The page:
Discussion in 'Health News and Research unrelated to ME/CFS' started by Andy, Feb 13, 2020.
Am I being spectacularly thick here? (Probably)
Isn't this like when they give incentives to naughty children on the rare occasions they behave, while the kids who behave all the time get nothing?
If a trial is pre-registered, or gets public funds shouldn't they just be made publish anyway?
The results should be accurate and unhyped, no missing data etc. otherwise that is publicised and they take a reputation hit.
So any trial accurately reported, null or otherwise is the standard. Failure to report, or inaccurate, hyped results causing personal reputational damage not just to the researchers but their line managers (to avoid people being bullied into putting their name to something by their bosses).
Should be fined for not publishing
Do we need a more flexible publishing system, that encourages the publication of null results?
It is almost inevitable that high profile journals seek to focus on ‘interesting’ results, and up till recently there was considerable cost issues involve in the print versions of journals. However, we have now very low cost alternatives to printed issues. It would be possible to keep the current journal system, but to add additional capacity for null results for some papers, but also for it to be a requirement for research funding that the host institutions ensure a back up system of publication for those write ups that still do not make it into an editor managed peer review system. Such publications lacking editorial oversight and peer review would be potentially less reliable and introduce difficulties in assessing the reliability of the findings, but it would be better than the current system.
Spot on. If they don't publish they should have to return the money to taxpayers.
Part of the problem are the barriers to publishing, eg paywalls or "open access" publishing cost, along with editors that arbitrarily decide they don't want to publish your paper, despite sending it off for peer review and the reviewers considering it worthy.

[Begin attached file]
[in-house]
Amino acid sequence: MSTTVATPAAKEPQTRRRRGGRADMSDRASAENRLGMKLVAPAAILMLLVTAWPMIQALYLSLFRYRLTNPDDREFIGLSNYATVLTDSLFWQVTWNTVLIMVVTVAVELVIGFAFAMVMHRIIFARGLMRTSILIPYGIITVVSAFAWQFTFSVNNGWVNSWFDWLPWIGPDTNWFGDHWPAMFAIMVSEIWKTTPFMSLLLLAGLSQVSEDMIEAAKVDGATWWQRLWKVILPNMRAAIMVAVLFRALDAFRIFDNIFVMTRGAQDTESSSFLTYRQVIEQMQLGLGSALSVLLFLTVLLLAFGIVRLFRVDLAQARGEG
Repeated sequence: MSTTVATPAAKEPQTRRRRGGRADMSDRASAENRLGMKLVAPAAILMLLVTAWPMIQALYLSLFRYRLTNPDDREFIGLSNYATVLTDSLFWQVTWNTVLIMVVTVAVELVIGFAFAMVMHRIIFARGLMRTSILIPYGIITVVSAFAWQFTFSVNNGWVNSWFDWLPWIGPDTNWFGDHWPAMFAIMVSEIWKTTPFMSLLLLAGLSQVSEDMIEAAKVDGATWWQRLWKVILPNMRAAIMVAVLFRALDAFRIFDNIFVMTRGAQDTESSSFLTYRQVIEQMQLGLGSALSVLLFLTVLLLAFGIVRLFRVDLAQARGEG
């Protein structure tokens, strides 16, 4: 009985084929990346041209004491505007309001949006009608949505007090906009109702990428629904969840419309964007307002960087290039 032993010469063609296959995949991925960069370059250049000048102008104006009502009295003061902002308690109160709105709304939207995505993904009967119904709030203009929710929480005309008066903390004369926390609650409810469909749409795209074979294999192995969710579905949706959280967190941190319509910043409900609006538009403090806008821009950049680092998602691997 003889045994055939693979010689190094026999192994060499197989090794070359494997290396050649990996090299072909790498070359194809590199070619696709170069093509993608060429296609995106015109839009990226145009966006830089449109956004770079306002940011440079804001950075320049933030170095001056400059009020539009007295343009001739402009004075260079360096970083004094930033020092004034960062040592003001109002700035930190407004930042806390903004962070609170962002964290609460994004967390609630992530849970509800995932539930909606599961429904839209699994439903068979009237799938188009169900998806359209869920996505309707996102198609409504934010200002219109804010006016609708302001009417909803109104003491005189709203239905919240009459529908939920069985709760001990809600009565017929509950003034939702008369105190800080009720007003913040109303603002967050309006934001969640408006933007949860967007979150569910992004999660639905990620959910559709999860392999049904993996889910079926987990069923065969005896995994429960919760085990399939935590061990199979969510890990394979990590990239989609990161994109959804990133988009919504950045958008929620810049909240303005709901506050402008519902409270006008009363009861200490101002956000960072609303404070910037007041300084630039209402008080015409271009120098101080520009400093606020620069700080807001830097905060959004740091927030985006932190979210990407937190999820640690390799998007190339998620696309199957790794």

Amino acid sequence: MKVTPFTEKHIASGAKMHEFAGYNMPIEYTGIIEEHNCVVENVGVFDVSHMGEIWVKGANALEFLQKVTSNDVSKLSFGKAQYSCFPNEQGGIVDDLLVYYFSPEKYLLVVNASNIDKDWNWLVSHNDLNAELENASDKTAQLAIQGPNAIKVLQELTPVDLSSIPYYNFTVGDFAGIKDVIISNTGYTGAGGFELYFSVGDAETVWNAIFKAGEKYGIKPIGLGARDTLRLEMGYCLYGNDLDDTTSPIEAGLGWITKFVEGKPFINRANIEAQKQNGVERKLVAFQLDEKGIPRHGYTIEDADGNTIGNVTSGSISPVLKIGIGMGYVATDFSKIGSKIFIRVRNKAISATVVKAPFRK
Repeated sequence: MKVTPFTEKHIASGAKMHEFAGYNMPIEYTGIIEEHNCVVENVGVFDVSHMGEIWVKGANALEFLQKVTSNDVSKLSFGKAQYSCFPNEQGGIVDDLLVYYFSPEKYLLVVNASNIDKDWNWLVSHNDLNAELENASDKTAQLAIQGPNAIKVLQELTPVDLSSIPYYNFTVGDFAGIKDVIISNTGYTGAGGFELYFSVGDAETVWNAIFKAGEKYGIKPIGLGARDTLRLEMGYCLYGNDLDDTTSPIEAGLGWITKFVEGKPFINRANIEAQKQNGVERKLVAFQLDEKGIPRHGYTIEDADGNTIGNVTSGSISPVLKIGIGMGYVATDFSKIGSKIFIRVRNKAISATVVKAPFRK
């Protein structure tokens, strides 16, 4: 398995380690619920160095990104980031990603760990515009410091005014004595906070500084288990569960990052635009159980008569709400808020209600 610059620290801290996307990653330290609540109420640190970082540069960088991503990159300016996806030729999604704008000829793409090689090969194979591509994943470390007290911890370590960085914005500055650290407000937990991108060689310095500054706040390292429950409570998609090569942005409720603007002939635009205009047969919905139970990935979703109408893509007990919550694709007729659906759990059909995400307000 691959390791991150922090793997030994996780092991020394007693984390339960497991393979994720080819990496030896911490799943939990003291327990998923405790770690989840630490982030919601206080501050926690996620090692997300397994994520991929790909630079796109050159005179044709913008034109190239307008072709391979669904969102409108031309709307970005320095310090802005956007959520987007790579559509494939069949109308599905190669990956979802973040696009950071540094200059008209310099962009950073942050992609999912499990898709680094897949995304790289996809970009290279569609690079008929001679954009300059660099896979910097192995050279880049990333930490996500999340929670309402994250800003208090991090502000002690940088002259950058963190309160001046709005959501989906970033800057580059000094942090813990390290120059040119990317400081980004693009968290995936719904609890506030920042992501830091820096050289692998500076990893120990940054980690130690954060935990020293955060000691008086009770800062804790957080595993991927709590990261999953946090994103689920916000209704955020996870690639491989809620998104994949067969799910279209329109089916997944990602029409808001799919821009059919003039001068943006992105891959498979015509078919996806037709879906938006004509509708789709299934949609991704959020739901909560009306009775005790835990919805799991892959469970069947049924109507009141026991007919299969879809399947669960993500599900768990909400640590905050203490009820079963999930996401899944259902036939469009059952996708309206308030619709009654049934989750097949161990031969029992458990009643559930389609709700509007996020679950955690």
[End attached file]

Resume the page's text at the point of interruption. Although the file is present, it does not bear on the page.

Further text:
I think it's more fundamental. Research that yields null results can be as, maybe even more, interesting and important as any other.
A combination of the political and financial interest of the publisher or editor seem to override what is in the best interests of the field of research. This is the problem. Research needs to be independent of this kind of bias.
If null results don't get published doesn't that mean that some research will get repeated, possibly more than once, because nobody knows the research has already been done and been found to produce null results?
Universities could publish results of their research on, say, their websites. (I think this was one of Jonathan Edwards' ideas?) All data should also be made available on the website. Taxpayers own the research and the data after all.
This would allow other academics (and members of the public) to directly comment on and critique the research as well as use the data.
The whole scientific publishing system and indeed the peer review process is clearly broken so we need other ideas.
It's not all bad news, the BPS crowd published the null result PACE study.
Separate names with a comma.